Klarka Zeman at 13:47:03
Advanced research programs include:
"Programmes that lead directly to the award of an advanced research qualification, e.g., Ph.D. The theoretical duration of these programmes is 3 years, full-time, in most countries (for a cumulative total of at least 7 years full-time equivalent at the tertiary level), although the actual enrolment time is typically longer. Programmes are devoted to advanced study and original research."
For more information regarding what is included in the different ISCED levels, please refer to our Notes to readers.
This level generally refers to doctorates.
Klarka Zeman at 13:49:05
In recent years we see that the percentage of the population aged 25-64 who have postsecondary non-tertiary education is very stable - it was consistently 12% in 2008, 2010 and 2012.
This data is not available for some OECD countries; however, Canada's percentage of the population aged 25-64 who have postsecondary non-tertiary education as their highest level of educational attainment is one of the highest.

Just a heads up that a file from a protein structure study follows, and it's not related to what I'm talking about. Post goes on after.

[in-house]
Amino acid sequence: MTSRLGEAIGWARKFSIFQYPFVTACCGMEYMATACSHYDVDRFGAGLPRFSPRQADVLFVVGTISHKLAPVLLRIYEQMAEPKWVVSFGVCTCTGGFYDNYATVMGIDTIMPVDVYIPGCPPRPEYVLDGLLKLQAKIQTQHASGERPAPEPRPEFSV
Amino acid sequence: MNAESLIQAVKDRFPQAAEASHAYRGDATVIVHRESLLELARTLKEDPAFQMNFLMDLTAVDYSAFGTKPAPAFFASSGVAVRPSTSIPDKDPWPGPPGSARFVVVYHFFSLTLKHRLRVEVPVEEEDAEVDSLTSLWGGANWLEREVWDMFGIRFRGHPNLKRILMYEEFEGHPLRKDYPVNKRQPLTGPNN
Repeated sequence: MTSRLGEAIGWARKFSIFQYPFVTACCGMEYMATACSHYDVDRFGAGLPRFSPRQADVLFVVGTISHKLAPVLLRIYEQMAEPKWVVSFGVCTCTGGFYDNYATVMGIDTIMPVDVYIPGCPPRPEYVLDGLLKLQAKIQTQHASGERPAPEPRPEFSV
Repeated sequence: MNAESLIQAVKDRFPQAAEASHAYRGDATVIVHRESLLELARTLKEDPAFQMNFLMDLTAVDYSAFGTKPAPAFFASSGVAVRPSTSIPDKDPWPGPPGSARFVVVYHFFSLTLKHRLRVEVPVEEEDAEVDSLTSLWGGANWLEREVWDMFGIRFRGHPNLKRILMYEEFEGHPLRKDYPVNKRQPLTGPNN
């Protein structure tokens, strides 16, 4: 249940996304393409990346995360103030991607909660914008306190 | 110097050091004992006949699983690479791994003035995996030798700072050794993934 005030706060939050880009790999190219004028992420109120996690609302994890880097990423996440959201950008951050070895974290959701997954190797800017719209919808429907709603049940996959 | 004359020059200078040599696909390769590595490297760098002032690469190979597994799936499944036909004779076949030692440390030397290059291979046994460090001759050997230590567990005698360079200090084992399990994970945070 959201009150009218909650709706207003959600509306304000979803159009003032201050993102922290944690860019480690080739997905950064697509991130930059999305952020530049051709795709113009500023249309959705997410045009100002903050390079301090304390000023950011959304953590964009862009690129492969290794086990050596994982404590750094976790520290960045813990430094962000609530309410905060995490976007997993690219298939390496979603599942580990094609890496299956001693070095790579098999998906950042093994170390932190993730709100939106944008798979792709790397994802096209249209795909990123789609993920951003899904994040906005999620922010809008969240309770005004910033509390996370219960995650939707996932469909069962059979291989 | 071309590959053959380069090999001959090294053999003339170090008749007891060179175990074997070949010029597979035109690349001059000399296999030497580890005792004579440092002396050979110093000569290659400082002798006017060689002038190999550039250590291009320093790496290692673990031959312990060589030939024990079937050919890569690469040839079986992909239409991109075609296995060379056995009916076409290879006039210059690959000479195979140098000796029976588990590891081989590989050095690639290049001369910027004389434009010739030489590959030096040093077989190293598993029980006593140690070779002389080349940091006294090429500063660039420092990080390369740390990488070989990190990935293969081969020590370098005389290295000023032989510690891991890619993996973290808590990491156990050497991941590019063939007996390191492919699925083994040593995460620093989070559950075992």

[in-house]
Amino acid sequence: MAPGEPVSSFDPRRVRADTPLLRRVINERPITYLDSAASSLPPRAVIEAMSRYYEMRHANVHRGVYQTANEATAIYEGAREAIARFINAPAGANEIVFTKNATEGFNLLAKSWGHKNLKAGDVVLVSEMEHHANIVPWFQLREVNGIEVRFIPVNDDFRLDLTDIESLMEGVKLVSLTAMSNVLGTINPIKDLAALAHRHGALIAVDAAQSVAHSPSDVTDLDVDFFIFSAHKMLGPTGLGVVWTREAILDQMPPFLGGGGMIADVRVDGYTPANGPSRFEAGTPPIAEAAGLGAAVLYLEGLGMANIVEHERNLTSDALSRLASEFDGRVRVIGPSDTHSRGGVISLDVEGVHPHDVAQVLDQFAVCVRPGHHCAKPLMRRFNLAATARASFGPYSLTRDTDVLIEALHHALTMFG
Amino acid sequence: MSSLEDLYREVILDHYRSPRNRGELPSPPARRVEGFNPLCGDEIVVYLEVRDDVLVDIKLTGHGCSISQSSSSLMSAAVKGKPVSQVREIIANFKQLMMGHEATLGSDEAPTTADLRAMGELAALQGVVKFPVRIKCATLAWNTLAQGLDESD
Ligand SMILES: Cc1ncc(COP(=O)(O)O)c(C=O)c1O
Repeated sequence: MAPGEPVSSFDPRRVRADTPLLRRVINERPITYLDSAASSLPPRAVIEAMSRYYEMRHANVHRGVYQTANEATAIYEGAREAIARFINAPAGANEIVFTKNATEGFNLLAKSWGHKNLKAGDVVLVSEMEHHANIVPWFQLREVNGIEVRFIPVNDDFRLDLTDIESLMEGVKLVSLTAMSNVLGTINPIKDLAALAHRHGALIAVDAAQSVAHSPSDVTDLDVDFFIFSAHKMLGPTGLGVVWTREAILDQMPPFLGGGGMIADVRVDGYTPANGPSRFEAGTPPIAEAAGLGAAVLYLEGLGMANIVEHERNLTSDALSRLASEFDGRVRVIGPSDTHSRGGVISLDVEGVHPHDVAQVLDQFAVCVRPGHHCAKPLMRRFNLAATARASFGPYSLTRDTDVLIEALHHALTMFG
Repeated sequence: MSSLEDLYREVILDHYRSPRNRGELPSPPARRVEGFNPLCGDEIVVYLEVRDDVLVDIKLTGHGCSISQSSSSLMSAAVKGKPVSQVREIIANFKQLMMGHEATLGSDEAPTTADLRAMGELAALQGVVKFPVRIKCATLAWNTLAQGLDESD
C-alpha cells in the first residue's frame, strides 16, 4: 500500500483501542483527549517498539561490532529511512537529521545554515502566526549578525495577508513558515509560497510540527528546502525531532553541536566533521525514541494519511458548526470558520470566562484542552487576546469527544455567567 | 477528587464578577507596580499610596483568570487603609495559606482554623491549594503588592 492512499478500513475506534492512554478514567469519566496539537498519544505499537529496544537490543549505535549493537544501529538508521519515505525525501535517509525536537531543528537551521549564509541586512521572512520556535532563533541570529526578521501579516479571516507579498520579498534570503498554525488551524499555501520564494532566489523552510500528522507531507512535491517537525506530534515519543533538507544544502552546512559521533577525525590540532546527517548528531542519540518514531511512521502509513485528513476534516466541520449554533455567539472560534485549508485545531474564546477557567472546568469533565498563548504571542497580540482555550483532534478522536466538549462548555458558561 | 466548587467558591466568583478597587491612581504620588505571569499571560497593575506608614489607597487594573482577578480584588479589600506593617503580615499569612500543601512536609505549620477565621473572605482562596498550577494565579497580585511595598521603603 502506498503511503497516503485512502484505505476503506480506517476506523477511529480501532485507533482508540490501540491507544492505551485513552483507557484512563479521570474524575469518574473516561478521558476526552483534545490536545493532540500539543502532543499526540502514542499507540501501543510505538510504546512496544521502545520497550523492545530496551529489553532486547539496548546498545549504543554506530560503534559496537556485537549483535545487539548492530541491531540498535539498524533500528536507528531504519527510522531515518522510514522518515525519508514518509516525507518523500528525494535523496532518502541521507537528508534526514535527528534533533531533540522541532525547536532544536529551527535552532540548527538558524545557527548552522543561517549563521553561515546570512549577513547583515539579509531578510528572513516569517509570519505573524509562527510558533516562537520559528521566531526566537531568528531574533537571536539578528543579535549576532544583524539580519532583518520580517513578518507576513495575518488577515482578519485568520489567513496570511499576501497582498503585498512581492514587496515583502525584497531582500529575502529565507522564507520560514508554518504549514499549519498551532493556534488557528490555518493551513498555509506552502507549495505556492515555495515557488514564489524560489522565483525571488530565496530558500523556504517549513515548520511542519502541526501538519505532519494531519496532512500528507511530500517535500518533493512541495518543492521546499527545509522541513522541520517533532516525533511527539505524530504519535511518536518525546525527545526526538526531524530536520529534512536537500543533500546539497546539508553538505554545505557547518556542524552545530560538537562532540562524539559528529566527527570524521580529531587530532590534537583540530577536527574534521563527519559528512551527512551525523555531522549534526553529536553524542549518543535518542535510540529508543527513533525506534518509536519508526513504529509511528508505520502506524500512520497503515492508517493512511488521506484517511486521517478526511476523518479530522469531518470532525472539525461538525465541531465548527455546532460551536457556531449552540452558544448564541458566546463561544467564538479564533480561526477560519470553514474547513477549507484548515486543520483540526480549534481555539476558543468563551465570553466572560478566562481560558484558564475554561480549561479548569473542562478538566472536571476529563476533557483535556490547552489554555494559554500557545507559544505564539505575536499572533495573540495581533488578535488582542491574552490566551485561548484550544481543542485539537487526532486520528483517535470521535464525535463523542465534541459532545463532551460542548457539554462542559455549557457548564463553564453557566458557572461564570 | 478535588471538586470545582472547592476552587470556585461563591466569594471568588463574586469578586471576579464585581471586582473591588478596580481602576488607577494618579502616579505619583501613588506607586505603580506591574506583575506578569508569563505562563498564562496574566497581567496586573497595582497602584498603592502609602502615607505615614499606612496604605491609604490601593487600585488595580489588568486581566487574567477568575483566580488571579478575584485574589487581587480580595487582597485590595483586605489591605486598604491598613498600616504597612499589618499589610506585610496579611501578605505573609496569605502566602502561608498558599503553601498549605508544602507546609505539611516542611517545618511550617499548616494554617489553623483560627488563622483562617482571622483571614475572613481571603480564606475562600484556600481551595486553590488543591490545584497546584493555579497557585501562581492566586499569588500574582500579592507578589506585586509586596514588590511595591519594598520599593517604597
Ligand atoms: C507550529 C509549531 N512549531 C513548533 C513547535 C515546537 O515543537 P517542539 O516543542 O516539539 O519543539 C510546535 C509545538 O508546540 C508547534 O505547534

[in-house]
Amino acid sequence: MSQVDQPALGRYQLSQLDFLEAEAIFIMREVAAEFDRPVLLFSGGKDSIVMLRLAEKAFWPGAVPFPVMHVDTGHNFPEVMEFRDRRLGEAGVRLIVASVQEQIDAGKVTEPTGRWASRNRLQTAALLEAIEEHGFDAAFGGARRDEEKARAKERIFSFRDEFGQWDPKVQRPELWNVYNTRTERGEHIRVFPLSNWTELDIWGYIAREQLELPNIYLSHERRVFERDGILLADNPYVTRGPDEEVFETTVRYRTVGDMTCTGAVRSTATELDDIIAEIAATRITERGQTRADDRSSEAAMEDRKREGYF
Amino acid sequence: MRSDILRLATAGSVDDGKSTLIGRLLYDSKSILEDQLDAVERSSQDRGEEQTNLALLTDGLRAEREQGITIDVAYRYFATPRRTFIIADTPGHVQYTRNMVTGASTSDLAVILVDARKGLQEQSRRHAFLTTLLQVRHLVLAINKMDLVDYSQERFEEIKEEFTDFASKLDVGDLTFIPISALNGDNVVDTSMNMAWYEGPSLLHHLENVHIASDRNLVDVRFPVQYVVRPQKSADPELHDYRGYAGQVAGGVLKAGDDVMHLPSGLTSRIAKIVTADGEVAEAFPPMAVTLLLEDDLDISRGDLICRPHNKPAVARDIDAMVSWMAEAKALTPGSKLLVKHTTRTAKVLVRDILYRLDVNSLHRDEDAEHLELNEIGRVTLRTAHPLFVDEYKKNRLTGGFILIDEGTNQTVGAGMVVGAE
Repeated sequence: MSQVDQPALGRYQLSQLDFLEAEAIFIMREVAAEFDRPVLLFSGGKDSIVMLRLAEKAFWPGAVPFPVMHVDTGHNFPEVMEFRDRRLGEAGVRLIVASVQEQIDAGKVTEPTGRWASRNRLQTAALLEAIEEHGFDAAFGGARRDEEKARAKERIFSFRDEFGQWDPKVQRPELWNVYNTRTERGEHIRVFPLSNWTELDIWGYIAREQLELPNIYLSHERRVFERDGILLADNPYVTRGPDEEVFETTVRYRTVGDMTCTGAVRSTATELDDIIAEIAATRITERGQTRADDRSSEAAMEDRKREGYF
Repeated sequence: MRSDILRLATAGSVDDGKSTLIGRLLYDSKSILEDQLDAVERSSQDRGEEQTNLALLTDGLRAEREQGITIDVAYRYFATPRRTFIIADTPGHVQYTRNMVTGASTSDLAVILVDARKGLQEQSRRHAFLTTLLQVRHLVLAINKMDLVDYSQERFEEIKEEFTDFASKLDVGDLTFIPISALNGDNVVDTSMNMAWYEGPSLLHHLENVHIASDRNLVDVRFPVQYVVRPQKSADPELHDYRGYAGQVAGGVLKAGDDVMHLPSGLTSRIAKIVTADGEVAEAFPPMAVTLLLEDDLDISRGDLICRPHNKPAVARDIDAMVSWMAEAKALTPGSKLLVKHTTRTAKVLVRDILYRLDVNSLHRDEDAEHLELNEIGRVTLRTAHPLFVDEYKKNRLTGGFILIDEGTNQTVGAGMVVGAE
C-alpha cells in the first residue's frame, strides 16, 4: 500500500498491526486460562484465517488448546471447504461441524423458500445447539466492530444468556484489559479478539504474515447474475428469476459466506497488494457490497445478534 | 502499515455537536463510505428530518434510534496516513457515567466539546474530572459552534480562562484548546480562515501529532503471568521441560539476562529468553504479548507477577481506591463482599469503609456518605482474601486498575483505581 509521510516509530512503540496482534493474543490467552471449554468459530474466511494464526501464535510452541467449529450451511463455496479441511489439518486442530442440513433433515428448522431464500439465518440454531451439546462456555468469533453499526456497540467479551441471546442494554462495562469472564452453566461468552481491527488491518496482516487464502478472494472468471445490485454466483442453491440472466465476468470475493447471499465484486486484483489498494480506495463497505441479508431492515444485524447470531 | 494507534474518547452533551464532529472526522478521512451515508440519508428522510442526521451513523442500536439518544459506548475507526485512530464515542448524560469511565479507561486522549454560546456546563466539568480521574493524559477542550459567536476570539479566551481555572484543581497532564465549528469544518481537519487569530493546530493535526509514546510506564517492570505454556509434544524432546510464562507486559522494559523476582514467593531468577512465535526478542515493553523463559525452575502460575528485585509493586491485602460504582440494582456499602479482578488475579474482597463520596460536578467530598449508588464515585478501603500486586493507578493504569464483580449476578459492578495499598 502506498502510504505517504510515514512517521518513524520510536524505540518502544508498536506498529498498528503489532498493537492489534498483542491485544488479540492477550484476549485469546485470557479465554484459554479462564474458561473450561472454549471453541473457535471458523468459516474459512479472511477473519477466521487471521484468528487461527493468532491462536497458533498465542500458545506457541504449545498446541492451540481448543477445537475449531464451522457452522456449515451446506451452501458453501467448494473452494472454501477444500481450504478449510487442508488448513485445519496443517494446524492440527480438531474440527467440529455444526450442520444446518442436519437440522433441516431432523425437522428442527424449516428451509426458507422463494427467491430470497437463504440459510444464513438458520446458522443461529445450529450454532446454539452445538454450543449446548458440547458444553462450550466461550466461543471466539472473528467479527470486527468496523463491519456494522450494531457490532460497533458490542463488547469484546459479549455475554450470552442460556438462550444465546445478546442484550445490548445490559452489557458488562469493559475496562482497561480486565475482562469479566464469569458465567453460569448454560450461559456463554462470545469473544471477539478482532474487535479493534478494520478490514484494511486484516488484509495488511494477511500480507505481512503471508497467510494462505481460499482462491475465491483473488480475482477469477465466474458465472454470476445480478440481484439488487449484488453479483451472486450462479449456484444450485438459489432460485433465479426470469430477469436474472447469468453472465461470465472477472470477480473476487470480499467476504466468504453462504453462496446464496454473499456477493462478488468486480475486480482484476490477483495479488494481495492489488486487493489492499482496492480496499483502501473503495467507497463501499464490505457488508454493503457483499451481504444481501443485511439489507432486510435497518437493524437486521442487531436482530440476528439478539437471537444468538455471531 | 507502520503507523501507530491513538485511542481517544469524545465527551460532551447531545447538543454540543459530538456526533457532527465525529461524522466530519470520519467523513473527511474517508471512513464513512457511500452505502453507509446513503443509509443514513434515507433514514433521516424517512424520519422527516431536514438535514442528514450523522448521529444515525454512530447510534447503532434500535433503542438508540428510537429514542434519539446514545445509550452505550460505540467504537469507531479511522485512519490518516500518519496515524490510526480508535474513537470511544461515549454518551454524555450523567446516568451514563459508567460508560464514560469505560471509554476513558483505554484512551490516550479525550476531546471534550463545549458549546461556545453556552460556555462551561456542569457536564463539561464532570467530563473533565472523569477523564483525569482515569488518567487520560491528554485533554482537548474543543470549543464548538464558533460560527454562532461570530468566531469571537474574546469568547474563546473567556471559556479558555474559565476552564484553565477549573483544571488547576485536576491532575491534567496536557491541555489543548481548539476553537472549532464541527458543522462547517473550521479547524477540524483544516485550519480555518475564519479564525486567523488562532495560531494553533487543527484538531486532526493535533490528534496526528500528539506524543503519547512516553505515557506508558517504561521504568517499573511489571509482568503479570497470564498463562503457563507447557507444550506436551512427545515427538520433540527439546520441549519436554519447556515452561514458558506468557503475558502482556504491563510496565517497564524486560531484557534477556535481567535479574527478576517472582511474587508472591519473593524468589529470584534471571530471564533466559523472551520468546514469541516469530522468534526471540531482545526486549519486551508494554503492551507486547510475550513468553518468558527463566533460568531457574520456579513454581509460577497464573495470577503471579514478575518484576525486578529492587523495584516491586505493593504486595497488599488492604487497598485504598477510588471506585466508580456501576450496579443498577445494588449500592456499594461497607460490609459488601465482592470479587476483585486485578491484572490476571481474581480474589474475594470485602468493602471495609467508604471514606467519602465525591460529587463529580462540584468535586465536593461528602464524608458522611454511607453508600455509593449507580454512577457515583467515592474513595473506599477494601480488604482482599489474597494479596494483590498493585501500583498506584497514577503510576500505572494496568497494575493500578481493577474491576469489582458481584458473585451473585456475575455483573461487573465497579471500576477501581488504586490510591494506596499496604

Michael Martin at 13:54:12
Herb, using the OECD methodologies every effort is made to standardize the data across countries. However we do recognize that because of the differences in education systems at all levels - not just finances - these data can help to raise interesting questions and show trends, but by themselves cannot provide explanations. Additional research will always be required. The aim of the report is to stimulate thinking and promote debate.